Nick Clegg: Rural Recession

Thank you very much for inviting me to speak today.
I am delighted to welcome you all to Sheffield…
My part of the world.
And – if you’ll forgive my bias – the perfect place for us to talk about our visions for the countryside.

When I get back to Sheffield from London I always feel much calmer.
Like I have time to think.

Who wouldn’t when round the corner in the Peak District the backdrop is rolling moors, woodland, caves, rocky peaks?
I’m hardly the first to notice…
The beauty of these surroundings is so impressive.
Countless of our most famous authors and poets have written about them.
Charlotte Bronte and Jane Austen did.
Wordsworth visited. And actually so did Sherlock Homes.

So I’m in good company when I say that these landscapes are an important part of our heritage.
Across England, and the rest of Britain.
In Ireland, the Highlands and in Wales too.

Every time I take my boys to clamber on the rocks at Stanage Edge I’m struck by how good it is to show them the breathtaking beauty on our doorstep…
By how generations of children have played on those rocks.
And how generations to come must be allowed to do so as well.

I think the people in this room probably understand what I mean better than anywhere.
It is after all the spirit on which you were founded.

The local CPRE branch – the Sheffield and Peaks Branch has been a truly admirable force in championing access to the countryside…
Since the famous Kinder Scout Trespass.

You understand, as do we, the Liberal Democrats, that we must not squander this wonderful inheritance.
Our rich and diverse natural environment.

But you also understand, as do we, that they have come under threat.
The threat of neglect, of bad planning, of pollution.

Today I would like to talk about these threats.
And about what we can do to overcome them.

You see I believe the pressures on rural communities are going to get worse.
We are facing difficult times.
When I say that I don’t mean fewer bonuses for freewheeling bankers.
I mean real recession, for real people.
Rural recession.

It’s going to mean more service cuts.
More lost jobs, more repossessed homes.

Recession means tougher times for rural communities and tougher decisions for how we use land.
So more than ever we need a vision for rural England.
To make sure we make the right decisions.

Our vision, the Liberal Democrat vision, has three parts.
We believe that our plans for land must always be green.
Fixing the economy must never come at the expense of protecting the environment…
The two must go hand in hand.

We believe that rural communities should be accessible.
The most stunning parts of our country should not be the enclaves of the rich and retired…
They should be communities for everyone

And we believe our countryside should be vibrant.
Villages and towns should not be denied vital services…
Rural enterprise, jobs and prosperity, should be encouraged to flourish.

Rural Recession
So before I give some of the detail to this vision, what will “rural recession” look like?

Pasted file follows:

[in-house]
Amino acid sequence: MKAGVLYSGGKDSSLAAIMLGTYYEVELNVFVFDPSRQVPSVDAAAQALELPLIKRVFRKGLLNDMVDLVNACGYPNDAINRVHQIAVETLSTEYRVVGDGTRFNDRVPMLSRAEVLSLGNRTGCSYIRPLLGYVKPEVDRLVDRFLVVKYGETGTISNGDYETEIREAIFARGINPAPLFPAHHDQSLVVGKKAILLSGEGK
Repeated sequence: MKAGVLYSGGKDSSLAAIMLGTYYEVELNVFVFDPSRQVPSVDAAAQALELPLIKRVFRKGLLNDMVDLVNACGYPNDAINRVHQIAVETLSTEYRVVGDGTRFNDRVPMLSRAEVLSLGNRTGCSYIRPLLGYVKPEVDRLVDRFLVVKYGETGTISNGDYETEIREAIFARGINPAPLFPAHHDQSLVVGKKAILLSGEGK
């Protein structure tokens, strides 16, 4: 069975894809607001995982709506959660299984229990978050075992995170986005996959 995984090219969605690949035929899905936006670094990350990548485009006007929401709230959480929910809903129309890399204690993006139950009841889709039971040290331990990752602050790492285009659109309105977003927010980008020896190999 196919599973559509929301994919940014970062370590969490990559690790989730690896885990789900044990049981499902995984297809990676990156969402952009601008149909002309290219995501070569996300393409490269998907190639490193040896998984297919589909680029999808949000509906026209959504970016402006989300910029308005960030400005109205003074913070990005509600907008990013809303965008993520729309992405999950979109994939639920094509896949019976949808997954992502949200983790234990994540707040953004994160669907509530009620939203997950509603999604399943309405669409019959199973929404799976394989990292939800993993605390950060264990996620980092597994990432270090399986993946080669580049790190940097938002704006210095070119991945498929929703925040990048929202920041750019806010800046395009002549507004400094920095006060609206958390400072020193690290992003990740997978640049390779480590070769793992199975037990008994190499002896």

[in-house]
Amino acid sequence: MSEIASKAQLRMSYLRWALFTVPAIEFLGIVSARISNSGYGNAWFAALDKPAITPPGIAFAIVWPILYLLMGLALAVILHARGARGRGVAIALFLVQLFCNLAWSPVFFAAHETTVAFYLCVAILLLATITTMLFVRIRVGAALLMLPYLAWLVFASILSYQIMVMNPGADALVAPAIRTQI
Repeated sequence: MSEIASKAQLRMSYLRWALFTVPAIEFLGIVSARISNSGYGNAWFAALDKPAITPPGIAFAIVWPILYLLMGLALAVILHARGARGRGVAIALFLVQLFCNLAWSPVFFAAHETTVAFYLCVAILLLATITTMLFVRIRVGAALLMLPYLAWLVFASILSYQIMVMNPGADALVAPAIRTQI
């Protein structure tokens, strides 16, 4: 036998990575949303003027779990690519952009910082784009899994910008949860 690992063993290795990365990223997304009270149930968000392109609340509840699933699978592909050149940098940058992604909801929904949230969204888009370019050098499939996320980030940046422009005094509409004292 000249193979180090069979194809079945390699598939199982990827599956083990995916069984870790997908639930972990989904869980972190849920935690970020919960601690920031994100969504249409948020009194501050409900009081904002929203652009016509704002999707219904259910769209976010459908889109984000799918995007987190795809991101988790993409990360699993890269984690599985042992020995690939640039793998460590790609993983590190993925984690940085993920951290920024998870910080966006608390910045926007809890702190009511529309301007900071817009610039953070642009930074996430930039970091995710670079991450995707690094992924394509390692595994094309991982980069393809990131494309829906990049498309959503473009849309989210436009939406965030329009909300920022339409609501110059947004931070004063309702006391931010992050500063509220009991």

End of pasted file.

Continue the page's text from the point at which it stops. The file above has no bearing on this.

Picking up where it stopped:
Well, you have to start from the fact that rural England already contains some of this nation’s starkest poverty.

Contrary to what a lot of people think, it’s not all Range Rovers and country getaways.
It’s also ordinary families struggling with high bills – fuel, council tax, water.
It’s an ageing population: hard pressed pensioners having to choose between heating or eating.
It’s high numbers of hidden homeless: young men and women unable to get on the housing ladder, living from night to night on the charity of others.

Did you know that on average people working in the most rural areas earn over £7000 less each year than people working in cities?
But rural homes are on average £30,000 more expensive?

Rural areas have a higher proportion of small businesses than urban areas.
With many more people self-employed or working from home.

Recession, rising unemployment and high living costs are going to hit these people hard.

And all rural communities are going to see even more cutbacks on the services they need.
This Government has already hacked away at them:
They’ve starved local hospitals of money…
Undermined small schools…
Devastated the rural post office network.

This may have been the decade that saw Gordon Brown double public spending…
But rural England hasn’t seen the benefits.

And I’m afraid anyone who thinks that falling house prices are going to fix rural housing need are going to be sorely disappointed.

With wages so low…
With mortgages so hard to get…
With repossessions up and more families out on the street…
The number of people needing homes is going to be more, not less.
Landowners are going to hold onto sites to ride out the downturn…
And the number of homes available won’t necessarily increase.

My overriding fear is that we have a two tier countryside which is only going to get worse.

So we need a new vision.
A vision I believe my party is ideally placed to deliver.
Over half of our MPs represent rural constituencies.
Your heartlands are our heartlands.
We have a green backbone running through everything we do.
We believe in communities – in putting power in local hands.
And we believe that as times get harder it is more urgent than ever to end the rural raw deal.

So how do we do that?
How do we protect our landscapes and help our rural communities?

We need to be ambitious – let’s decide what we want rural Britain to look like and let’s make it happen.
That’s what the urban regeneration drive is all about, why not our countryside communities too?

Don’t get me wrong, I know this won’t be easy.
Although we all have a shared interest in the countryside…
There are a lot of competing interests too.

But if we are going to alleviate rural poverty…
If we are going to cherish land whilst supporting thriving communities…
We must now drive forward a vision for rural England that is environmentally sustainable, socially sustainable, and economically sustainable.
Communities that are green.